Cork Mother Jones Committee is pleased to confirm that retired judge Mrs Catherine McGuinness will speak at the 2016 Spirit of Mother Jones summer school. She will speak to the topic “Direct Provision – Not the solution!” at the Firkin Crane Theatre on Friday 29th July at 7.30 pm.
Catherine McGuinness was born in Belfast in 1934. A barrister, she was appointed as a judge in the Circuit Court in 1994, later she served in the High Court and was appointed to the Supreme Court in 2000, where she served until 2006. Elected a senator in the Dublin University constituency in 1979 Senator McGuinness remained in Seanad Éireann (Ireland’s Senate) until 1987. She has been appointed to the Council of State twice, initially by President Hillery and more recently in 2012 by President Higgins.
Mrs McGuinness was President of the Law Reform Commission from 2005 until 2011 and has served on various Boards and other organisations over many years giving freely of her time and experience. She received a 2010 “People of the Year Award” for her pioneering service and vast contribution to Irish life.In June 2011 she became a patron of the Irish Refugee Council and has consistently campaigned for Children’s Rights.
A Direct Provision centre near Athlone
Direct Provision is the term given to the system for dealing with asylum seekers in Ireland. Initially established as an emergency measure in 1999, it commenced in 2000 and it quickly became permanent with over 30 establishments around the country. While asylum seekers receive full board accommodation, some access to the health and education systems, criticism has grown. Many thousands have been held in the system for years, some for over 5 years. Asylum seekers receive just €19.10 per week, children €9.60. There was a recent increase in the payment for children to €15.60 per week. At the end of April 2016, over 4000 people, including over a thousand children were still living in Direct Provision.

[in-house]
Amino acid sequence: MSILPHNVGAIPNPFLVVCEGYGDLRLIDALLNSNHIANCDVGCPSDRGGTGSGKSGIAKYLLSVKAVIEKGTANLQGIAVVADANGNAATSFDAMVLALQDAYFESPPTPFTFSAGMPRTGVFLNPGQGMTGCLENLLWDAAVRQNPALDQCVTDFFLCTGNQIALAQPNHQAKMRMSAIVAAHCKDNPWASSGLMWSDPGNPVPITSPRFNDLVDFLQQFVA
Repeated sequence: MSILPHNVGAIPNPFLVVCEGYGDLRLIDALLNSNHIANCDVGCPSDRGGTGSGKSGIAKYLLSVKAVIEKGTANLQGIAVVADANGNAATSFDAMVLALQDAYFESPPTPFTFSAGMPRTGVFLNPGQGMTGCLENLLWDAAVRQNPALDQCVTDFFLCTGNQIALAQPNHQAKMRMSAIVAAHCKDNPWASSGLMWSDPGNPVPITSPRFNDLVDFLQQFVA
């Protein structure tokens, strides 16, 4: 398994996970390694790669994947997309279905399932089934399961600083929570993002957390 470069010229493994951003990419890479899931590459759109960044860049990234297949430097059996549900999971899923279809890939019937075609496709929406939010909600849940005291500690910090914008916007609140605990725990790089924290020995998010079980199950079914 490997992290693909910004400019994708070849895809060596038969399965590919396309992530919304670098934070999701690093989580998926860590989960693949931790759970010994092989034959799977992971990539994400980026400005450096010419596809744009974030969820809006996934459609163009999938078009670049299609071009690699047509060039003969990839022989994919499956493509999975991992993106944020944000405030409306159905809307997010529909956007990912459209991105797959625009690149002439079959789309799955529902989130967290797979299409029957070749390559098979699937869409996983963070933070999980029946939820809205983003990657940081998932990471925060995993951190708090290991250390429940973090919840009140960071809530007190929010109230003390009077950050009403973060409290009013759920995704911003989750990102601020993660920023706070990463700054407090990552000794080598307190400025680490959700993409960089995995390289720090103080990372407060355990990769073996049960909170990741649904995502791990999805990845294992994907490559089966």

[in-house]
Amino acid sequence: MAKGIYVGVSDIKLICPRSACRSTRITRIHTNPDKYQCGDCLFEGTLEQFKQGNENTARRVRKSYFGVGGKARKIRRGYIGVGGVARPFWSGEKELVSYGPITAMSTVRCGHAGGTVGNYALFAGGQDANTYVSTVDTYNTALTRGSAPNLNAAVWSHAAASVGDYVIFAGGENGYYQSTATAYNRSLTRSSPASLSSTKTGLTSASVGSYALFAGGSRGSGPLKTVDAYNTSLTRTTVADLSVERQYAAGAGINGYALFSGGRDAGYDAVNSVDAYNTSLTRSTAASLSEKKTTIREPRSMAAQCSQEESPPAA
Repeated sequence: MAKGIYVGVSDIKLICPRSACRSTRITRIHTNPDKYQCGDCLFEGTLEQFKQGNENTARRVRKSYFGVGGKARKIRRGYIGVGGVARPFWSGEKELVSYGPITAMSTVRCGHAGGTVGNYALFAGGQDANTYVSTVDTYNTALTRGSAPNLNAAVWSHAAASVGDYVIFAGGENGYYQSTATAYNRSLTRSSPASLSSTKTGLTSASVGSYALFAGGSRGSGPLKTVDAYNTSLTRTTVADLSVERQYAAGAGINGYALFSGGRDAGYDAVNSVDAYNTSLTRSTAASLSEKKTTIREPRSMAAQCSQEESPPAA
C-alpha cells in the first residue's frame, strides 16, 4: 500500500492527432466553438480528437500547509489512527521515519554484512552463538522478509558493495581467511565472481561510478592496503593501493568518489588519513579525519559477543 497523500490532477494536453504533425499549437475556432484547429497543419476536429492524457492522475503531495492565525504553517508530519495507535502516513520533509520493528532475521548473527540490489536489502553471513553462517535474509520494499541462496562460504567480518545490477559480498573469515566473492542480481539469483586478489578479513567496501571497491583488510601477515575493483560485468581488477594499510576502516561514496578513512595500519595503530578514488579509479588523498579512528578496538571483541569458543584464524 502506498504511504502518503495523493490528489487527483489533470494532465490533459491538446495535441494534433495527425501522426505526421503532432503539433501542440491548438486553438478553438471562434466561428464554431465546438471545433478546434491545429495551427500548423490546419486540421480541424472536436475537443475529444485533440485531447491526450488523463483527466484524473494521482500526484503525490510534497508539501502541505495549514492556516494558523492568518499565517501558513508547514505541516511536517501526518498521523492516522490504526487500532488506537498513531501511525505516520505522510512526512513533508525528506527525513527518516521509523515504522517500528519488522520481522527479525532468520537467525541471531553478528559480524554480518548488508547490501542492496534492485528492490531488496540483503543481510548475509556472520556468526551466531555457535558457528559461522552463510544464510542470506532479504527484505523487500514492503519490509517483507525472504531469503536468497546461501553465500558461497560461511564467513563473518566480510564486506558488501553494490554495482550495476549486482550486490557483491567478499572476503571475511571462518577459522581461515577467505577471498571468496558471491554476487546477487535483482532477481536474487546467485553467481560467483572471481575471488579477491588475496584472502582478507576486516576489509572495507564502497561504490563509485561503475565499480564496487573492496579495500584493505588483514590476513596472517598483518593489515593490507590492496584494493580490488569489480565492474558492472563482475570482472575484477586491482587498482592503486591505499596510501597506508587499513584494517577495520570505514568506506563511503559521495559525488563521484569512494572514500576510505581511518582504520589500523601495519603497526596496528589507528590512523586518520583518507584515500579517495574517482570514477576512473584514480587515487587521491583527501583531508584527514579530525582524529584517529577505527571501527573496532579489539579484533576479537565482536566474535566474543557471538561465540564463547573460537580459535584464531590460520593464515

Complaints about lack of privacy, unnecessary restrictions, lack of cooking facilities, long stays, lack of independent complaints procedure, sheer boredom leading to mental health issues have been raised over a long period. NASC, the Irish Immigrant Support Centre had published a damning critique of the system in Cork called “Hidden Cork”.
Children protest at the Kinsale Road Direct Provision Centre in Cork in 2014.
The Irish Refugee Council launched a national campaign “End Institutional Living” in 2013. An Independent Working Group under Dr Bryan McMahon was established in October 2014 to report to the Government in relation to improving the position. It reported in June 2015 with a series of recommendations.
Mrs Catherine McGuinness will speak on “Direct Provision – Not a Solution!” at the Firkin Crane Theatre on Friday evening 29th July at 7.30. It will be followed by a discussion and all are welcome to come along and participate.